In William Shakespeare's Sonnet 144, the author's intent seems to be describing two sides of his nature: that which is good and that which is dark, a common topic.
One is reminded of Marlowe's Faustus (in his play Doctor Faustus) as he struggles between what he knows to be good (represented by an angel hovering over his head) and the temptations of evil (represented by Mephistopheles, the agent of the devil).
In Shakespeare's poem, the same struggle is the topic of the fourteen lines of his sonnet, and the two sides involved in the fight are introduced in the first line:
Two loves I have of comfort and despair...
This line notes that the speaker is undergoing an internal struggle. The good is represented by "comfort," while the bad is presented as "despair," a lack of hope. The second line conveys the movement back and forth between these two extremes that "urge" him on. Line three notes that that which is good is pleasant to look at ("fair")—maybe the spiritual aspect of a person, while the other side, the "worser spirit" is a woman, "colour'd ill" (perhaps dark-haired and sultry) maybe the physical. This may well allude to the man being in control—and his appearance an indication of his virtuous spirit—while the antagonist is presented as a woman, often seen as a temptress, a seductress—one that leads a man to his physical downfall—unable to resist the lure of the flesh. This comparison might well be an allusion to Eve in the Garden of Eden in the Bible's book of Genesis. Light is often associated with good, while the dark is associated with evil.
As the struggle continues, the speaker notes that the female within (the darker spirit) tries to "corrupt my saint to be a devil." This would bring to mind perhaps the illusion of a witch believed during Elizabethan times to be female in nature and dedicated to winning one (often seen in Shakespeare's plays as a man) to his eternal destruction. This is how Shakespeare introduces the struggle within the man, in the first two quatrains (eight lines in total) of the sonnet.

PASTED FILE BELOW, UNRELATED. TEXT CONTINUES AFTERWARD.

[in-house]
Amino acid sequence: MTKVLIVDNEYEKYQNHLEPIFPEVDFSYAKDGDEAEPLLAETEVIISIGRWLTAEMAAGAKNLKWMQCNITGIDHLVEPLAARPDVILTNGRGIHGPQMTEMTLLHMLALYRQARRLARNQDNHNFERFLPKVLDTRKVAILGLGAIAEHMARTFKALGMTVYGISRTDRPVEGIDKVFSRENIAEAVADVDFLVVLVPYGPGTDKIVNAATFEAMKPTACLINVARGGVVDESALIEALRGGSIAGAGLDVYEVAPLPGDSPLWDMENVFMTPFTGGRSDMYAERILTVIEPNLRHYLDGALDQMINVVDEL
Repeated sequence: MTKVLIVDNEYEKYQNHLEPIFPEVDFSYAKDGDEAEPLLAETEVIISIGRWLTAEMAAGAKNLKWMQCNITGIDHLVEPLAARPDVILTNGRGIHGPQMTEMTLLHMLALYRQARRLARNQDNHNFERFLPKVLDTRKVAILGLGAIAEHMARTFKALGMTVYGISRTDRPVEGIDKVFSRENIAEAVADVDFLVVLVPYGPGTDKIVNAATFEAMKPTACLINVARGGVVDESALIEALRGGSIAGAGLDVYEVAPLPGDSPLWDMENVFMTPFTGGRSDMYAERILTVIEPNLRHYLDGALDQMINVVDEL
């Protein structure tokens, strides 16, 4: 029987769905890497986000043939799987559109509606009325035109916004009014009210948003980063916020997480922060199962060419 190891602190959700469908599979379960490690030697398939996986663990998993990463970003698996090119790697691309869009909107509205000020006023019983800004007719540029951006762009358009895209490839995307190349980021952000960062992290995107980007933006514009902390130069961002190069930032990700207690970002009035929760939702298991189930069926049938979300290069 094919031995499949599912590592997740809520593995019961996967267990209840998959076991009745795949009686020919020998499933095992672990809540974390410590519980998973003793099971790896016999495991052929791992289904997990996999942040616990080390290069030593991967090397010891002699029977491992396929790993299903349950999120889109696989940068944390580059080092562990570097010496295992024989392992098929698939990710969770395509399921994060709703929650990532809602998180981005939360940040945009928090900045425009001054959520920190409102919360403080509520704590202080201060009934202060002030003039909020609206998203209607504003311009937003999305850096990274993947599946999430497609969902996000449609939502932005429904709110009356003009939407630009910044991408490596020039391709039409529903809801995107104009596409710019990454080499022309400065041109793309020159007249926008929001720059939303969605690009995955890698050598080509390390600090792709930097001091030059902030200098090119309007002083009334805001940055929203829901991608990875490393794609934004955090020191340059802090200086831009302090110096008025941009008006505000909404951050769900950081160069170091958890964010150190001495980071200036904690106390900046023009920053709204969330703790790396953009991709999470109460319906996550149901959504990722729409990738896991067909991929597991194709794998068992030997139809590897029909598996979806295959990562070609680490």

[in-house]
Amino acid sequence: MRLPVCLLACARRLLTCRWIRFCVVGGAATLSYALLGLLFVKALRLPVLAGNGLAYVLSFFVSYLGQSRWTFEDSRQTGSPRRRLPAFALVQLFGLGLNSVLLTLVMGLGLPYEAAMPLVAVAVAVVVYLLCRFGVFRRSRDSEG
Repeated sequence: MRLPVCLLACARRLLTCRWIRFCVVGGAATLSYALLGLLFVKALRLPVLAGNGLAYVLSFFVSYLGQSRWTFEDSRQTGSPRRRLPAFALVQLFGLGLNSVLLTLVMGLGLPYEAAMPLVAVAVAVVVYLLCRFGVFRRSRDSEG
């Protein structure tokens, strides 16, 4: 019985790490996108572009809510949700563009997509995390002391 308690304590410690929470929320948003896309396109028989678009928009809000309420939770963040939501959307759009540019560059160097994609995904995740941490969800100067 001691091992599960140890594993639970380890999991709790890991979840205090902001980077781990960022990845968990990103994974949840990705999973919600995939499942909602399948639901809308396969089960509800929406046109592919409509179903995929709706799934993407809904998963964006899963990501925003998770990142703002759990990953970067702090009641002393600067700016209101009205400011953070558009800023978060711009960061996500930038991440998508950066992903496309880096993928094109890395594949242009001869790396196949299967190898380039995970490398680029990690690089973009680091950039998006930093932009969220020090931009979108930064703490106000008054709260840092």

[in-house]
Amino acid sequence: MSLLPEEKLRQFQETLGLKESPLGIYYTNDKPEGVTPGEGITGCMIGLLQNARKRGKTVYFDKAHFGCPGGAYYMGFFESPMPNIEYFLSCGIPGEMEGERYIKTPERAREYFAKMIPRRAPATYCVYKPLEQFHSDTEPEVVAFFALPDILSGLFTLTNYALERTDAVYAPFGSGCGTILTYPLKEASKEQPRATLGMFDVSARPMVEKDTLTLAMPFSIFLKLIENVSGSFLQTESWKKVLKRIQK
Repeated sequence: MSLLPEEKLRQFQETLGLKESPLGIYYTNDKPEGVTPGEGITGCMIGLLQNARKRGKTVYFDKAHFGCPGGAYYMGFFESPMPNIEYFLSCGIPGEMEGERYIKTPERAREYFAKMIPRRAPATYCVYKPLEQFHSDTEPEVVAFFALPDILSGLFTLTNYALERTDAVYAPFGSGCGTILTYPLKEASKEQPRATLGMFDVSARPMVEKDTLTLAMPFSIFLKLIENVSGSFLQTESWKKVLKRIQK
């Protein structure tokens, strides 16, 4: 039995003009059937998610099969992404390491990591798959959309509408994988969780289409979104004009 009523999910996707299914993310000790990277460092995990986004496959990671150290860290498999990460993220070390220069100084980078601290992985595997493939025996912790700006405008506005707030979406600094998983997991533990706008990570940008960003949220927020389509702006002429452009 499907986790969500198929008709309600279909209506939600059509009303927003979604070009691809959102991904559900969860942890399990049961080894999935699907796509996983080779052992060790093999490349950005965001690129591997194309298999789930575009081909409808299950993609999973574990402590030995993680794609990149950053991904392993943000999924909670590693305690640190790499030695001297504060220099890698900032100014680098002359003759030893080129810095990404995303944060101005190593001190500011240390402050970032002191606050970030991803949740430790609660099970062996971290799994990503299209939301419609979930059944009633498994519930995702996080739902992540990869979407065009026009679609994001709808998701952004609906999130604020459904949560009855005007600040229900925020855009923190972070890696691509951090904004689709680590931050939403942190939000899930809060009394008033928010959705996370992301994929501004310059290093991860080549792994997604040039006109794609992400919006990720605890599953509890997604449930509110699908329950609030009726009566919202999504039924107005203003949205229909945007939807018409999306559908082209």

In the third quatrain, there is a shift in the author's attention. The speaker notes in lines nine and ten that he cannot be sure whether the goodness in his soul will be corrupted:
And whether that my angel be turn'd fiend
Suspect I may, but not directly tell...
But he notes that both the two opposite powers represent opposite sides of himself. They are "both to each friend," meaning that they coexisit, and perhaps more than that, get along well. However, in that each represents something far different, the goodness inside him finds the darkness a version of hell, as the darkness would find the goodness her form of hell.
The rhyming couplet at the end summarizes the speaker's thoughts: until one side wins, the other side will exist in a state of doubt...at least until the "bad angel fire my good one out." While the speaker notes that he is doubtful as to the result of the battle, he seems then to contradict himself in the last line, expecting that the matter will be settled when the "bad angel" overcomes the other. He never presents the idea that the struggle could end when his "good" angel defeats the dark one. Perhaps in this way, the speaker recognizes the nature of man, noting that too often, regardless of one's intentions, the darker side often does out. We might assume that the speaker expects to fall victim to the dark...perhaps even wants to.